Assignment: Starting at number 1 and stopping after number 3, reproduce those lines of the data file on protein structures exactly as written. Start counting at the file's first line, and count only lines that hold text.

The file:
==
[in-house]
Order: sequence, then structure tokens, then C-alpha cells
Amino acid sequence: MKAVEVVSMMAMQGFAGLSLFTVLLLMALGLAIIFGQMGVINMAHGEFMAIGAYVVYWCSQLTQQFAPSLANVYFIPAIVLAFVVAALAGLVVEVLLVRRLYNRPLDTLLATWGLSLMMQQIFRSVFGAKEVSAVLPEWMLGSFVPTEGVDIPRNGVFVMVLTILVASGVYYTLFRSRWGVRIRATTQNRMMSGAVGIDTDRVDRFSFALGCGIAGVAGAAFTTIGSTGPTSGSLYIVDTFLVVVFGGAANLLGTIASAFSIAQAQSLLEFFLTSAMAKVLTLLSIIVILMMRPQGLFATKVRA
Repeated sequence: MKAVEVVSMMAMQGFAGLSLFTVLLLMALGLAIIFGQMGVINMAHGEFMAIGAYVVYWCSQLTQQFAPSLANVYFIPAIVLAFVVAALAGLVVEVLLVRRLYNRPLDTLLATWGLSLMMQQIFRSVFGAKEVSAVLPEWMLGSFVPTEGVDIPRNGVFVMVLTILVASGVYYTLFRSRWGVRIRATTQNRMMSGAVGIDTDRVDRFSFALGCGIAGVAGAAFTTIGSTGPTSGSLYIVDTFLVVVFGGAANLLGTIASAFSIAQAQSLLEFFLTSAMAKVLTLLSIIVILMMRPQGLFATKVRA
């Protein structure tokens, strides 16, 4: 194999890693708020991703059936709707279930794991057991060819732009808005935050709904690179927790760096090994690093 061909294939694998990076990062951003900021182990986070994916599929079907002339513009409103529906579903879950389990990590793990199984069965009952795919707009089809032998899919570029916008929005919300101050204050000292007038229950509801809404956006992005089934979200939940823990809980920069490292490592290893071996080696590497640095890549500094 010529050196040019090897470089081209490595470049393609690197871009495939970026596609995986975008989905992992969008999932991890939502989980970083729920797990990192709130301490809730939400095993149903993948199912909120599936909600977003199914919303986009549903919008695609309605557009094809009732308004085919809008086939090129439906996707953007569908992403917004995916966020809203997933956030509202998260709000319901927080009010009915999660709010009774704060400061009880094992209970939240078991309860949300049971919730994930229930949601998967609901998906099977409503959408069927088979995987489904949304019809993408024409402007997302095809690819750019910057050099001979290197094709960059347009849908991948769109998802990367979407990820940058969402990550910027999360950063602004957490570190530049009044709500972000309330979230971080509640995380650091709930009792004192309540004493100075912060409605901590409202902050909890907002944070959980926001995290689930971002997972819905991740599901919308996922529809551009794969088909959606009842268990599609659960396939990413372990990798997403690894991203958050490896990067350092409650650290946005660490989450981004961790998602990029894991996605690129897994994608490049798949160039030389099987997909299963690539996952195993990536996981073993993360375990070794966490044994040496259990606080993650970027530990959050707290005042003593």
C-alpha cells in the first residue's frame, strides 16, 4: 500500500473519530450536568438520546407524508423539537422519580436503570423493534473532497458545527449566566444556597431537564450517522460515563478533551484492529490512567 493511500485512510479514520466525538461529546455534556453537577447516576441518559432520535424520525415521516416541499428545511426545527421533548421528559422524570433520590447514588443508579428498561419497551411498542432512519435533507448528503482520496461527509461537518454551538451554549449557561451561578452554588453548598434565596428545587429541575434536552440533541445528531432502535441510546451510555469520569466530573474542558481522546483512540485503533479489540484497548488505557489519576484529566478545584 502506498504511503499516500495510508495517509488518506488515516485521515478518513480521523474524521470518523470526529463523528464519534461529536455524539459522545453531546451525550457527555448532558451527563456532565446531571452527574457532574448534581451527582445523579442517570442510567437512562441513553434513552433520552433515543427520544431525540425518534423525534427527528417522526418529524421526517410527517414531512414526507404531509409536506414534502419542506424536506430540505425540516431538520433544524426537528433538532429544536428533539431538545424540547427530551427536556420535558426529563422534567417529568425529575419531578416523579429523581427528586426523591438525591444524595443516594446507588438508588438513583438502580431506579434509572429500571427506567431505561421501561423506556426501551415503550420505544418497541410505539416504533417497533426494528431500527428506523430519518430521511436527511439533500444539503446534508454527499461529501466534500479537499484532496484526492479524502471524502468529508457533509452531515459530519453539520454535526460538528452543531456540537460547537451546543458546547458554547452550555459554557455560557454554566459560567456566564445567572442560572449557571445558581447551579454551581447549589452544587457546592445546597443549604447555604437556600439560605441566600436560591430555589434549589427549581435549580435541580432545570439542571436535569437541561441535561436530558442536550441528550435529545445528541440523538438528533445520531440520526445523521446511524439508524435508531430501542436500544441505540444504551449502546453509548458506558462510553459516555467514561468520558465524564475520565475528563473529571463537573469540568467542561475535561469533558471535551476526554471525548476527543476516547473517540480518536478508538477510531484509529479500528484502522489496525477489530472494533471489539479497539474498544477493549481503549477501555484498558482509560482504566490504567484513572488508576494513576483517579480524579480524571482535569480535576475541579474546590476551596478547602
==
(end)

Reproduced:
[in-house]
Order: sequence, then structure tokens, then C-alpha cells
Amino acid sequence: MKAVEVVSMMAMQGFAGLSLFTVLLLMALGLAIIFGQMGVINMAHGEFMAIGAYVVYWCSQLTQQFAPSLANVYFIPAIVLAFVVAALAGLVVEVLLVRRLYNRPLDTLLATWGLSLMMQQIFRSVFGAKEVSAVLPEWMLGSFVPTEGVDIPRNGVFVMVLTILVASGVYYTLFRSRWGVRIRATTQNRMMSGAVGIDTDRVDRFSFALGCGIAGVAGAAFTTIGSTGPTSGSLYIVDTFLVVVFGGAANLLGTIASAFSIAQAQSLLEFFLTSAMAKVLTLLSIIVILMMRPQGLFATKVRA